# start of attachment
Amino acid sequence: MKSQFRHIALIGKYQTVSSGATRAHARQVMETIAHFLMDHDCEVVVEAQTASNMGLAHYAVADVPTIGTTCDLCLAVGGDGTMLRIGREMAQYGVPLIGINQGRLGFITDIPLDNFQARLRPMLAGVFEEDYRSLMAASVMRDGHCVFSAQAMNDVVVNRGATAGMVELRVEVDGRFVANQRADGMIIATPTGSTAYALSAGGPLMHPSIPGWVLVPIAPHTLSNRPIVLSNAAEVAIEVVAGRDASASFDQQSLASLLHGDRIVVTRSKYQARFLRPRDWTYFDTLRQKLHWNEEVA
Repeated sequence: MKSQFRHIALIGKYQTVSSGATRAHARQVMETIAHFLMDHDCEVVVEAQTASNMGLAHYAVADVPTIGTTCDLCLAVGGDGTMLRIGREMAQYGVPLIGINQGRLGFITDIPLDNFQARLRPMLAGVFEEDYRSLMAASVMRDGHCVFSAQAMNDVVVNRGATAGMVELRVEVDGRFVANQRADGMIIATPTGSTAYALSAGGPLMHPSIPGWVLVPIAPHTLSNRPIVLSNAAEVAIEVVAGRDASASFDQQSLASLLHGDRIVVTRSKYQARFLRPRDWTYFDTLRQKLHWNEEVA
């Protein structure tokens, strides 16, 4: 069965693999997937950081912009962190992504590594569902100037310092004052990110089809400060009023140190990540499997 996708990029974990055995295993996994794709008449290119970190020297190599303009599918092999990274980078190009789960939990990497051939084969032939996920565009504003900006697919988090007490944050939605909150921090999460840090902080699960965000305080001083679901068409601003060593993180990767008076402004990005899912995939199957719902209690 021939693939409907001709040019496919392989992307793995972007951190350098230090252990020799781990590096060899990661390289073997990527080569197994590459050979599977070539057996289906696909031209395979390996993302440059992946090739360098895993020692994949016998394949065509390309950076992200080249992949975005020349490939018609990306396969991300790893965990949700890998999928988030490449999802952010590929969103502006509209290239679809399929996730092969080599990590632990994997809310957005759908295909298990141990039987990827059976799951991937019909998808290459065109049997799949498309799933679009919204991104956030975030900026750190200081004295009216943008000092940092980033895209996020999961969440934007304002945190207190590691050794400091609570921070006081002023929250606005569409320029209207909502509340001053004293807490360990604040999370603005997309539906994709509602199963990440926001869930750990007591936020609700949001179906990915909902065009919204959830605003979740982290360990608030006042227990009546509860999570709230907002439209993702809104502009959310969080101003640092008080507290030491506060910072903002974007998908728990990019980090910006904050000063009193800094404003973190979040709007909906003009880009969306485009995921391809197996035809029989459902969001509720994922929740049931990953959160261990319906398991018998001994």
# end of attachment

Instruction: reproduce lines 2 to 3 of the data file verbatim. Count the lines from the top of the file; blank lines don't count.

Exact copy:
Repeated sequence: MKSQFRHIALIGKYQTVSSGATRAHARQVMETIAHFLMDHDCEVVVEAQTASNMGLAHYAVADVPTIGTTCDLCLAVGGDGTMLRIGREMAQYGVPLIGINQGRLGFITDIPLDNFQARLRPMLAGVFEEDYRSLMAASVMRDGHCVFSAQAMNDVVVNRGATAGMVELRVEVDGRFVANQRADGMIIATPTGSTAYALSAGGPLMHPSIPGWVLVPIAPHTLSNRPIVLSNAAEVAIEVVAGRDASASFDQQSLASLLHGDRIVVTRSKYQARFLRPRDWTYFDTLRQKLHWNEEVA
């Protein structure tokens, strides 16, 4: 069965693999997937950081912009962190992504590594569902100037310092004052990110089809400060009023140190990540499997 996708990029974990055995295993996994794709008449290119970190020297190599303009599918092999990274980078190009789960939990990497051939084969032939996920565009504003900006697919988090007490944050939605909150921090999460840090902080699960965000305080001083679901068409601003060593993180990767008076402004990005899912995939199957719902209690 021939693939409907001709040019496919392989992307793995972007951190350098230090252990020799781990590096060899990661390289073997990527080569197994590459050979599977070539057996289906696909031209395979390996993302440059992946090739360098895993020692994949016998394949065509390309950076992200080249992949975005020349490939018609990306396969991300790893965990949700890998999928988030490449999802952010590929969103502006509209290239679809399929996730092969080599990590632990994997809310957005759908295909298990141990039987990827059976799951991937019909998808290459065109049997799949498309799933679009919204991104956030975030900026750190200081004295009216943008000092940092980033895209996020999961969440934007304002945190207190590691050794400091609570921070006081002023929250606005569409320029209207909502509340001053004293807490360990604040999370603005997309539906994709509602199963990440926001869930750990007591936020609700949001179906990915909902065009919204959830605003979740982290360990608030006042227990009546509860999570709230907002439209993702809104502009959310969080101003640092008080507290030491506060910072903002974007998908728990990019980090910006904050000063009193800094404003973190979040709007909906003009880009969306485009995921391809197996035809029989459902969001509720994922929740049931990953959160261990319906398991018998001994």